Methods for prediction 
    Sequence based CTL epitope predictions have improved immensely in the last decade. From predictions of peptide binding to major histocompatibility complex molecules with moderate accuracy, limited allele coverage, and no good estimates of the other events in the anti-gen-processing pathway, the field has evolved significantly. Methods have now been developed that produce highly accurate binding predictions for many alleles. Moreover have so-called pan-specific methods been developed, which allow for prediction of peptide binding to MHCs expressed by HLA alleles characterized by limited or no peptide binding data. The NetMHCpan method used by EIR sciences (Hoof et al., 2009; Nielsen et al., 2007) thus allows prediction for all known HLA-A, -B, and –C alleles, as well as some non-human primate, mouse and pig HLA alleles.
     
    Validation
    In an attempt to perform a completely unbiased benchmark of different HLA binding prediction approaches, several groups have participated in a competition that has been held in connection with the ICANN 09 conference  (Lundegaard, Lund, & Nielsen, 2010; Zhang 2011). The binding to the HLA alleles HLA-A*01:01, HLA-A*02:01, and HLA-B*07:02 were to be predicted for a total of 177 10mer peptides and 265 9mers. The results of this competition placed NetMHC-3.2 and NetMHCpan-2.2 as the best performing methods on the benchmark set.
     
    Relevant publications
    • I. Hoof, B. Peters, J. Sidney, L. E. Pedersen, A. Sette, O. Lund, S. Buus, and M. Nielsen, ‘NetMHCpan, a method for MHC class I binding prediction beyond humans’, Immunogenetics, vol. 61, no. 1, pp. 1–13, Jan. 2009. (pubmed)
    • M. Nielsen, C. Lundegaard, T. Blicher, K. Lamberth, M. Harndahl, S. Justesen, G. Røder, B. Peters, A. Sette, O. Lund, and S. Buus, ‘NetMHCpan, a method for quantitative predictions of peptide binding to any HLA-A and -B locus protein of known sequence’, PLoS ONE, vol. 2, no. 8, p. e796, 2007  (pubmed)
    • T. Stranzl, M. V. Larsen, C. Lundegaard, and M. Nielsen, ‘NetCTLpan: pan-specific MHC class I pathway epitope predictions’, Immunogenetics, vol. 62, no. 6, pp. 357–368, Jun. 2010  (pubmed)
     

    Helper T-cell epitope prediction

    Background
    MHC II molecules sample peptides from the extracellular space, allowing the immune system to detect the presence of foreign microbes or proteins. Exogenous proteins normally enter the MHCII pathway by endocytosis and degradation in the endosome of antigen presenting cells. In the endosomes the protein is cleavage into 13-20mer peptides and then presented for the MHC class II complex. If the peptide binds the peptide-MHC complex will migrate to the cell surface and present the peptide for the Th-cells. A profound immune response is obtained upon recognition of the peptide-MHC complex by the Th-cell receptor (CD8).  Hence non-self peptides are recognized in concert between MHC class II binding and Th-cell receptor recognition. Little is known about the mechanism of which Th-celle receptor recognize peptide-MHC complexes and to date no prediction tool have been developed that predicts the interaction. Contrary, high-throughput technics have enables accurate prediction tools for MHC class II binding. (For further information please visit our website)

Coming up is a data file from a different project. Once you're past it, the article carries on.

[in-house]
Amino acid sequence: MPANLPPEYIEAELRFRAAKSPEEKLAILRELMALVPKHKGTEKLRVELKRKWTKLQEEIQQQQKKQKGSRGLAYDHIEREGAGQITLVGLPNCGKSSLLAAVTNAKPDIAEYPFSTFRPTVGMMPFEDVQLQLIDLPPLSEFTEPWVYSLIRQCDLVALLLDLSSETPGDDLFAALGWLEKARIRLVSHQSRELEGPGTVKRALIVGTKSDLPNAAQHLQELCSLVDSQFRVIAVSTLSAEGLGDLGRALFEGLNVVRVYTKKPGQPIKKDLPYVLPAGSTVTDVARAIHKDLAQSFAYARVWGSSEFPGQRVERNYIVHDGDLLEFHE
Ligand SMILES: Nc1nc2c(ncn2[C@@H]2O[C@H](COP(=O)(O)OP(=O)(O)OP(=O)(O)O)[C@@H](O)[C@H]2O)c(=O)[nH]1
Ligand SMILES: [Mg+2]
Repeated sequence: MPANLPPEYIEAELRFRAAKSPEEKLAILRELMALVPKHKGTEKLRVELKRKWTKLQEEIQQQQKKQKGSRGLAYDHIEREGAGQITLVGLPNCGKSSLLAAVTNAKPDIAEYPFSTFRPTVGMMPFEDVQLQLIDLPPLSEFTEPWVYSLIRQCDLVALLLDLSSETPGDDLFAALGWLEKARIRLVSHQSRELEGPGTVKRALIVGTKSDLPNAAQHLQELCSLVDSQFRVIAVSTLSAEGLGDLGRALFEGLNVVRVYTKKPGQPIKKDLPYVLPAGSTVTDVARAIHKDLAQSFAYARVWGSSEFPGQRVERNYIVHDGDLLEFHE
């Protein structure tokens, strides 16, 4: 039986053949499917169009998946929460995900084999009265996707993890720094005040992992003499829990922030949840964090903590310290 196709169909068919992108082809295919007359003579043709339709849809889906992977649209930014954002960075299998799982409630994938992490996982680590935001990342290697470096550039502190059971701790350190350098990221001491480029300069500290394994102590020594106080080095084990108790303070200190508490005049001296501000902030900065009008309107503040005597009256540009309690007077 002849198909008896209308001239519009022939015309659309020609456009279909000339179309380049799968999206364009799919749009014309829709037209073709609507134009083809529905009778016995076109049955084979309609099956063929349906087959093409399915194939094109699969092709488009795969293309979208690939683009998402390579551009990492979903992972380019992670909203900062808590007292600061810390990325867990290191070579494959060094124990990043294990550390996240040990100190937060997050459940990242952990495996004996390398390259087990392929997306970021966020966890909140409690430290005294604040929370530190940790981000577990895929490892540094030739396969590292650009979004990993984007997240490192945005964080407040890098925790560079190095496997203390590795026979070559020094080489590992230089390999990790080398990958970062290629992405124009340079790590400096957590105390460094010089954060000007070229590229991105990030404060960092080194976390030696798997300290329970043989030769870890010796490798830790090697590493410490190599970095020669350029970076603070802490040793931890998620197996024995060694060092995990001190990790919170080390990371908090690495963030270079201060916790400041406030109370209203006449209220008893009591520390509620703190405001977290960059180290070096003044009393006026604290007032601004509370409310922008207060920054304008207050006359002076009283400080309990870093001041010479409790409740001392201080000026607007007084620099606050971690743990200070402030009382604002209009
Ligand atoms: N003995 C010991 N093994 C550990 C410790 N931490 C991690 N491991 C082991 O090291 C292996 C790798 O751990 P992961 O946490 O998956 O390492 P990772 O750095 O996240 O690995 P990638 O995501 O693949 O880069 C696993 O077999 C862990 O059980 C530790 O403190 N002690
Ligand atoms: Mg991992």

MHC class II prediction
    Few methods other than the pioneering TEPITOPE/ProPred method  (Hammer et al., 1994) have been developed for MHC II peptide binding predictions. Despite recent progress in method development, the predictive performance for MHC II peptide binding remains significantly lower than what can be obtained for MHC I. One reason for this is that the MHC II molecule is open at both ends allowing binding of peptides extending out of the groove. The binding core of MHC II-bound peptides is therefore not known a priori and the binding motif is hence not readily discernible. Recent progress has been obtained by including the flanking residues in the predictions. All attempts to make ab initio predictions based on protein structure have failed to reach predictive performances similar to those that can be obtained by data-driven methods. An MHC II peptide binding prediction algorithm aiming at dealing with these challenges is the NetMHCIIpan method used by EIR sciences  (Nielsen et al., 2010). The method is a pan-specific version of the earlier published allele-specific NN-align algorithm  (Nielsen & Lund, 2009) and does not require any pre-alignment of the input data. This allows the method to benefit also from information from alleles covered by limited binding data.
     
    Validation of MHC class II binding algorithms
    As only a few methods exists for MHC class II prediction no external benchmark have been conducted in recent years. However, in the publication related to netMHCIIpan the method is was proven significantly better than the NN-align (Nielsen et al., 2009 (pubmed)) and TEPITOPE (Stumiole et al., 1999 (pubmed)).
     
    Relevant publications
    • M. Nielsen, S. Justesen, O. Lund, C. Lundegaard, and S. Buus, ‘NetMHCIIpan-2.0 - Improved pan-specific HLA-DR predictions using a novel concurrent alignment and weight optimization training procedure’, Immunome Res, vol. 6, p. 9, 2010 (pubmed)
    • M. Nielsen and O. Lund, ‘NN-align. An artificial neural network-based alignment algorithm for MHC class II peptide binding prediction’, BMC Bioinformatics, vol. 10, p. 296, 2009 (pubmed)
     

    B-cell epitope prediction

    Background
    The interaction between antibodies and antigens is one of the most important events of the immune system and is involved in clearing infectious organisms from the host. Antibodies bind to antigens at sites known as antigenic determinant regions, also referred to as B-cell epitopes. Identification of the location of B-cell epitopes on the antigen surface is essential in several biomedical application such as; rational vaccine design, disease diagnostic, immuno-therapeutics, and estimation of immunogenicity of protein and peptide derived pharmaceuticals.